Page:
About Opportunity Zone Investing
Opportunity Zone tax legislation is part of a government program aimed at driving economic growth in underdeveloped areas. Investors are encouraged to put money into these designated zones by receiving special tax benefits.
Investing in Opportunity Zones isn’t just about financial growth; it’s about transforming distressed areas across the United States. Created under the Tax Cuts and Jobs Act of 2017, these zones are designed to stimulate economic progress and job creation in low-income communities. With thousands of Qualified Opportunity Zones spread across all 50 states, the District of Columbia, and U.S. territories, investors can reap significant tax benefits while contributing to meaningful change.
Looking to Defer Capital Gains? Qualified Opportunity Funds Can Benefit Investors
Investing capital gain income, including Code Section 1231 gains, into a Qualified Opportunity Fund (QOF) offers a strategic way to permanently exclude gains from taxation. This includes gains realized from future sales of investments and any related depreciation that might otherwise be subject to recapture (more on this below). The key? The sale must not occur within ten years of the investment in the applicable QOF.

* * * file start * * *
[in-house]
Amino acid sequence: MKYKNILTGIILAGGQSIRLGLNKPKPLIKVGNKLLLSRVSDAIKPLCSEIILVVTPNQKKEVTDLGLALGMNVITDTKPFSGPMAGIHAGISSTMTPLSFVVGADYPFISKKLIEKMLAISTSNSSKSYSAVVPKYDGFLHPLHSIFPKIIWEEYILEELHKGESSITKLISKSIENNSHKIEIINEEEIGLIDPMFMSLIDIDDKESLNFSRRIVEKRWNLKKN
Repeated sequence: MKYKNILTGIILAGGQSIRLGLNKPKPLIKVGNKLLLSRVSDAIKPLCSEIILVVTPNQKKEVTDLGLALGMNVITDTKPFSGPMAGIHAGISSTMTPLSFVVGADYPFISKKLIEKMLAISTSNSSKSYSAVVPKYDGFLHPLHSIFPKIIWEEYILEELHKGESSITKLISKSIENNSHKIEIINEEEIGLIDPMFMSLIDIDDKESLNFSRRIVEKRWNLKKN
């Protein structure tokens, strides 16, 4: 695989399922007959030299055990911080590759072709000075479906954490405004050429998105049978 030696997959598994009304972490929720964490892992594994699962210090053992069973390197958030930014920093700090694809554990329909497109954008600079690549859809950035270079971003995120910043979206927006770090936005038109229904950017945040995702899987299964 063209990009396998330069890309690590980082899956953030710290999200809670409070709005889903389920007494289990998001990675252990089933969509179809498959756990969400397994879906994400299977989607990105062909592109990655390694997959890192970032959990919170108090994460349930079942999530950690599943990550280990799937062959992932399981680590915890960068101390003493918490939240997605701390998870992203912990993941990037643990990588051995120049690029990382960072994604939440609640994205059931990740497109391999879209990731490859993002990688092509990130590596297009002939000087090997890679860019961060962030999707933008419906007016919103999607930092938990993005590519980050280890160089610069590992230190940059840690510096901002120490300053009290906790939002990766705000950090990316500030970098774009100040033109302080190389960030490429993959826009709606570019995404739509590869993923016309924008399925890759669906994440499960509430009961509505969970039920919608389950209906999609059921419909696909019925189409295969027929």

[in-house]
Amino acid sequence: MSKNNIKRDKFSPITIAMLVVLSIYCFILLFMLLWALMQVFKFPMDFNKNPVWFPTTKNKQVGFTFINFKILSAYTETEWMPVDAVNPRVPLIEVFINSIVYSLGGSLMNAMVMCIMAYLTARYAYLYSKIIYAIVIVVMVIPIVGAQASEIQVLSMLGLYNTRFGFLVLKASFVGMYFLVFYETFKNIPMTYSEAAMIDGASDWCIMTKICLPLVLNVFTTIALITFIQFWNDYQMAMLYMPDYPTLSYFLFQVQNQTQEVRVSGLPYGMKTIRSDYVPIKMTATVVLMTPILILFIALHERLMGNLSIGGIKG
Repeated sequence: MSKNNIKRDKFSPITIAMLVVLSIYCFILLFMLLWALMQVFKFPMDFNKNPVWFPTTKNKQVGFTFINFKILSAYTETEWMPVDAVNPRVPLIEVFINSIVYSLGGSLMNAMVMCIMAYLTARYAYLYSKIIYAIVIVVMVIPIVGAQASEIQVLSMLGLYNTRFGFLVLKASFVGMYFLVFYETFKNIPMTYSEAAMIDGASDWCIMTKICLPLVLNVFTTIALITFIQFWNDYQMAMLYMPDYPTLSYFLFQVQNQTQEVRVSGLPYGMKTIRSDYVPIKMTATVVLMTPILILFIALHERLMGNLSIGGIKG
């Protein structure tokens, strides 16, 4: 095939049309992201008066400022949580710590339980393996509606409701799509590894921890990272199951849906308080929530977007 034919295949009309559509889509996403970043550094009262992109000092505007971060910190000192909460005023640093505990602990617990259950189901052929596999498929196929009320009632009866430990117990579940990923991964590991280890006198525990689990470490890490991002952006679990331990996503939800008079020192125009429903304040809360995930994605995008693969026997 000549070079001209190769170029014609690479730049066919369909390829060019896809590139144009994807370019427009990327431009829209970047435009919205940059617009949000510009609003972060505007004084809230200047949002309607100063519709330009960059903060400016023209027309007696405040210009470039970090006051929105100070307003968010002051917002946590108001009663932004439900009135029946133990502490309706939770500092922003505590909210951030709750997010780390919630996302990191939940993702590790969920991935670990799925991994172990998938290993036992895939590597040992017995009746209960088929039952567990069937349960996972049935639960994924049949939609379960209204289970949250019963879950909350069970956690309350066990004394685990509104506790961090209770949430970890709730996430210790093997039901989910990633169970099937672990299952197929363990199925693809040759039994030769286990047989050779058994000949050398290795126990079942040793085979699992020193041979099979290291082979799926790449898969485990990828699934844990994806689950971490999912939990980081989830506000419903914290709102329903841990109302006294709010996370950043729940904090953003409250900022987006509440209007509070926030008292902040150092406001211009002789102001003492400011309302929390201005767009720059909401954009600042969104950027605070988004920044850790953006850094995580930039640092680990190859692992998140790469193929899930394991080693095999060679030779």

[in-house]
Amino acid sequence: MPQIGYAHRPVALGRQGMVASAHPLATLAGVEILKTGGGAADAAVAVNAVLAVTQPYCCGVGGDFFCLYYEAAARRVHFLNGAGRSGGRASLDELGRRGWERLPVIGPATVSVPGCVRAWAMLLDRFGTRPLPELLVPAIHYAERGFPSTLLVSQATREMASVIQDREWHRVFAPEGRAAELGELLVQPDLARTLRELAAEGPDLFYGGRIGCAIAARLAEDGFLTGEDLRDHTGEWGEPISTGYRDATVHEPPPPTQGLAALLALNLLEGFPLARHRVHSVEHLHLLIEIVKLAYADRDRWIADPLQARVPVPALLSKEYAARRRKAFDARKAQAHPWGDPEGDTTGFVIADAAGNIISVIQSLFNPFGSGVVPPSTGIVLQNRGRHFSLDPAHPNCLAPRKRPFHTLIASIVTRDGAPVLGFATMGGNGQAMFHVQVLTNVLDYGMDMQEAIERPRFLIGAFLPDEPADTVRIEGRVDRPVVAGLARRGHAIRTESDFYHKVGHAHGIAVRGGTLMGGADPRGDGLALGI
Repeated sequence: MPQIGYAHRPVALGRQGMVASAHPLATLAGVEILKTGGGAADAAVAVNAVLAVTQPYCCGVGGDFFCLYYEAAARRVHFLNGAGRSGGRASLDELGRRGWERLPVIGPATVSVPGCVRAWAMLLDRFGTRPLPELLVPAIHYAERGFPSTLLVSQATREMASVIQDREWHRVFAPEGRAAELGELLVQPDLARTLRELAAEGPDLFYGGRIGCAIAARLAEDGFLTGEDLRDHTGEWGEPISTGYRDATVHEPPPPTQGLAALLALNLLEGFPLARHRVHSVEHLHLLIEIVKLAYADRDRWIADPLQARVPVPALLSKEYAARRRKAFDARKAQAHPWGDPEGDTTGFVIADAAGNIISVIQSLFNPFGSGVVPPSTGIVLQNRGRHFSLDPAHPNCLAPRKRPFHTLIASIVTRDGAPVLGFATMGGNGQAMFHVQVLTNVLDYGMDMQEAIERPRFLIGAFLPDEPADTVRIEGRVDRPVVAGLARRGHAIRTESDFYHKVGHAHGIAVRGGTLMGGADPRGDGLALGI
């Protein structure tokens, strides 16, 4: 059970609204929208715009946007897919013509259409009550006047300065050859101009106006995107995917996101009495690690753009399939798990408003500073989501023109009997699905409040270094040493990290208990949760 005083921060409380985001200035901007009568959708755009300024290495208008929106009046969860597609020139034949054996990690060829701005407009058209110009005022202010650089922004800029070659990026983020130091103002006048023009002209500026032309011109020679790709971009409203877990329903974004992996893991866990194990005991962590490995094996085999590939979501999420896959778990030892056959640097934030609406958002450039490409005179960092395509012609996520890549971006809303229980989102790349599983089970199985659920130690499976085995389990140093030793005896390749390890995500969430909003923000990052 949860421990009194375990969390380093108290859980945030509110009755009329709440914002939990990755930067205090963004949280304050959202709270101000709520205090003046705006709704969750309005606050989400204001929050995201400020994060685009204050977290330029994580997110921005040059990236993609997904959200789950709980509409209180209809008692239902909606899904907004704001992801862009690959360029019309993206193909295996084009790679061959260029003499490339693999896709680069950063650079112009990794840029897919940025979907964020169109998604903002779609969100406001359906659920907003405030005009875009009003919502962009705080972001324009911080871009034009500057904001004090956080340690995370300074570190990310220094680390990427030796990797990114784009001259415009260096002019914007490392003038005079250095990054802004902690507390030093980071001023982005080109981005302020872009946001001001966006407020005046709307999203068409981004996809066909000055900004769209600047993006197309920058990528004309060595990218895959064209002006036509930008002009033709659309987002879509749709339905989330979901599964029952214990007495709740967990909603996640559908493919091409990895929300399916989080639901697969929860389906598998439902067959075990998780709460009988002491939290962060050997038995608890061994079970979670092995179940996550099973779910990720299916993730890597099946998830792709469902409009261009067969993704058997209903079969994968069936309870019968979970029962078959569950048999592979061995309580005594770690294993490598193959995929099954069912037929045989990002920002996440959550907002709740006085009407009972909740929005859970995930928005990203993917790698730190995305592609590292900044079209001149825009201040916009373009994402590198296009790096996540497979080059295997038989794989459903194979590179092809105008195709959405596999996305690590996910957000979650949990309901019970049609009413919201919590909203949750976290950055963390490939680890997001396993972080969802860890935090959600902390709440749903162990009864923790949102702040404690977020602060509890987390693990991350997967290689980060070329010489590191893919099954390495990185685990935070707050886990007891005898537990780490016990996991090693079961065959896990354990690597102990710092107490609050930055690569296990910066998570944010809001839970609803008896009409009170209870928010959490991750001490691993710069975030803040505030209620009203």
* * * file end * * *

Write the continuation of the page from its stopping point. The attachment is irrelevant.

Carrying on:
But how does this work in practice? Capital gains tax can often be deferred by investing in a QOF within 180 days of selling the asset, and sometimes even longer under specific conditions. These deferred capital gains remain untaxed by the IRS until the investor sells or exchanges the QOF interest or until December 31, 2026, whichever comes first.
In short, the Opportunity Zone program offers investors that pay US taxes (individuals, partnerships, corporations, foreign investors) certain tax benefits for rolling over their realized capital gains into a Qualified Opportunity Fund (QOF).
What is a Qualified Opportunity Zone Fund? (QOF)
It’s crucial to understand that a QOF is essentially an investment vehicle designed for investing in QOZ property. The QOF investment vehicle that files either a partnership or corporate federal income tax return and is organized for the purpose of investing in QOZ property. Most commonly these are LLC’s and that be a single member LLC or multi-member LLC (partnership).